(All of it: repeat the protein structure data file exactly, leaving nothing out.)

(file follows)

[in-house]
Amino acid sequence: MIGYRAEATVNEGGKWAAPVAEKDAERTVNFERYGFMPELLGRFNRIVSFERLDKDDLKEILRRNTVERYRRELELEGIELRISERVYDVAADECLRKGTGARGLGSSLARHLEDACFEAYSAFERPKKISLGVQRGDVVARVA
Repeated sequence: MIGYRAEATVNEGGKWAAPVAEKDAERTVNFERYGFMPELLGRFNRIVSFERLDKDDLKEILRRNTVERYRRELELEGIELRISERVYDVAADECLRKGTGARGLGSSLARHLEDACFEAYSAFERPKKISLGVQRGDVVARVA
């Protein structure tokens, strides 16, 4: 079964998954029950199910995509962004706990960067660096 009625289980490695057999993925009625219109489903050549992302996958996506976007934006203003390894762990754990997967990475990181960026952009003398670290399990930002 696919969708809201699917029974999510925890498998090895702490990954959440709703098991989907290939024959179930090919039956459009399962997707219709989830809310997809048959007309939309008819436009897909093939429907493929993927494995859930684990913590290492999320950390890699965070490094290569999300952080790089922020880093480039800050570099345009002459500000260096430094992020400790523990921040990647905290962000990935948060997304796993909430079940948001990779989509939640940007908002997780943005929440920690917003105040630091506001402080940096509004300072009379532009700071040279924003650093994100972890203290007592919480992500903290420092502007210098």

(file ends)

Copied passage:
[in-house]
Amino acid sequence: MIGYRAEATVNEGGKWAAPVAEKDAERTVNFERYGFMPELLGRFNRIVSFERLDKDDLKEILRRNTVERYRRELELEGIELRISERVYDVAADECLRKGTGARGLGSSLARHLEDACFEAYSAFERPKKISLGVQRGDVVARVA
Repeated sequence: MIGYRAEATVNEGGKWAAPVAEKDAERTVNFERYGFMPELLGRFNRIVSFERLDKDDLKEILRRNTVERYRRELELEGIELRISERVYDVAADECLRKGTGARGLGSSLARHLEDACFEAYSAFERPKKISLGVQRGDVVARVA
């Protein structure tokens, strides 16, 4: 079964998954029950199910995509962004706990960067660096 009625289980490695057999993925009625219109489903050549992302996958996506976007934006203003390894762990754990997967990475990181960026952009003398670290399990930002 696919969708809201699917029974999510925890498998090895702490990954959440709703098991989907290939024959179930090919039956459009399962997707219709989830809310997809048959007309939309008819436009897909093939429907493929993927494995859930684990913590290492999320950390890699965070490094290569999300952080790089922020880093480039800050570099345009002459500000260096430094992020400790523990921040990647905290962000990935948060997304796993909430079940948001990779989509939640940007908002997780943005929440920690917003105040630091506001402080940096509004300072009379532009700071040279924003650093994100972890203290007592919480992500903290420092502007210098």